SeedInvest Shares Several Exits from Crowdfunded Companies

On August 2nd, 2022, the SEC’s Small Business Capital Formation Advisory Committee (SBCFAC) met to discuss secondary trading of crowdfunded securities. While most industry insiders believe that providing liquidity via a trading platform for private securities issued under certain exemptions makes a lot of sense, the Committee decided to nudge the issue forward by recommending the Commission pre-empt state laws when it comes to trading securities issued under Reg A+ Tier 2. While the Committee will prepare a formal letter providing its guidance, there is no mandate for the SEC to pursue the common sense recommendation.

During the meeting, several panelists shared their perspective regarding investment crowdfunding and the growing ecosystem. One of these panelists was Ryan Feit, CEO and co-founder of SeedInvest – now owned by Circle.

SeedInvest is a full stack capital raising platform helping firms raise money under Reg CF, Reg A+ as well as Reg D. It is also partnering with one of the largest securities crowdfunding platforms in Europe – Crowdcube.

Feit shared during the meeting that SeedInvest has raised over $465 million to date from more than 275 securities offerings. Since Reg CF was improved by the SEC in 2021 more firms are interested in the exemption and Reg A+ continues to be adopted by more issuers, including those more established.

While not all private firms will generate significant returns for investors, Feit highlighted for companies that raised early funding on SeedInvest and then went on to provide gains for early investors. The firms referenced include:

Heliogen: Raised $1.6 million on SeedInvest in 2017 as part of Seed Round at a $20 million pre-money valuation. The deal was a “side by side” Reg CF – Reg D offering with almost 1000 investors participating in the funding round. In 2021, Heliogen went public at a $2 billion valuation.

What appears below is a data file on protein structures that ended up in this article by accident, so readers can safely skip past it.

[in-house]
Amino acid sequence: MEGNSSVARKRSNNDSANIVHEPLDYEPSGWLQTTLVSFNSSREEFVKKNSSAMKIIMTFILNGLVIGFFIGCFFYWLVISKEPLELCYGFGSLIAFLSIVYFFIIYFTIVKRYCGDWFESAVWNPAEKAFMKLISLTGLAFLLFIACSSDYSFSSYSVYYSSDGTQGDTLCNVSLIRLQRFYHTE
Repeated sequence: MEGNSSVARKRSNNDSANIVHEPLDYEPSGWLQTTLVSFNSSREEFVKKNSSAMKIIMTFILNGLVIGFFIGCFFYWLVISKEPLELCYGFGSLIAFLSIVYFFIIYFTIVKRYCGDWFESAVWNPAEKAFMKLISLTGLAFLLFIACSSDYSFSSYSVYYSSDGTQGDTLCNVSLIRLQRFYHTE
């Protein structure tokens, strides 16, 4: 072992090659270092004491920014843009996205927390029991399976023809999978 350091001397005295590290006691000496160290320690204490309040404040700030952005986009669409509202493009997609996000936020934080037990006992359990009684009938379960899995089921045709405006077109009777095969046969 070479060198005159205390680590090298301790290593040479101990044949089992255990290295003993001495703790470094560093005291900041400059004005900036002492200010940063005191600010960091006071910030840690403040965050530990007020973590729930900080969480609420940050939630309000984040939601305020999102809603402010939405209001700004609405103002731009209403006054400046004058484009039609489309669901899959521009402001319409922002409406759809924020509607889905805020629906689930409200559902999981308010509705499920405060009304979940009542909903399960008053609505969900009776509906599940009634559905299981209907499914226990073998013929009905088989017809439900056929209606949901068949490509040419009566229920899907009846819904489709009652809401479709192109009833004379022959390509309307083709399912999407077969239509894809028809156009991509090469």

Knighscope: This company raised capital multiple times on SeedInvest via Reg D and Reg A+. The company floated shares in an IPO on the Nasdaq in 2022, generating a 55% to 33% implied IRR for investors.

Trust Stamp: More than 2,700 investors backed this company in a Reg A+ offering that raised $6.5 million. Trust Stamp returned an implied IRR of around 90%.

Shelf.io: This company raised $475,000 in a Reg D offering in 2016 and then went on to raise $52 million in a Series B round that provided an opportunity for SeedInvest investors to exit with an approximate IRR of 95%.

PetDesk: Another firm that raised money under Reg D in 2016 and then went on to be acquired by another entity in a private transaction. Investors earned around 75% IRR.

As previously mentioned, not all issuers will provide significant returns – and past performance is never a guarantee of future returns; clearly, some companies are delivering for platform investors.

As was previously reported, Feit believes two main hurdles exist: Diversification which can be alleviated via fund structures, and secondary trading of crowdfunded securities.

While it is probably a stretch for this Commission to provide the relief necessary to enable secondary markets, Congress may enact legislation in the coming months that compels the regulator to do just that.

 

 

 

 

 


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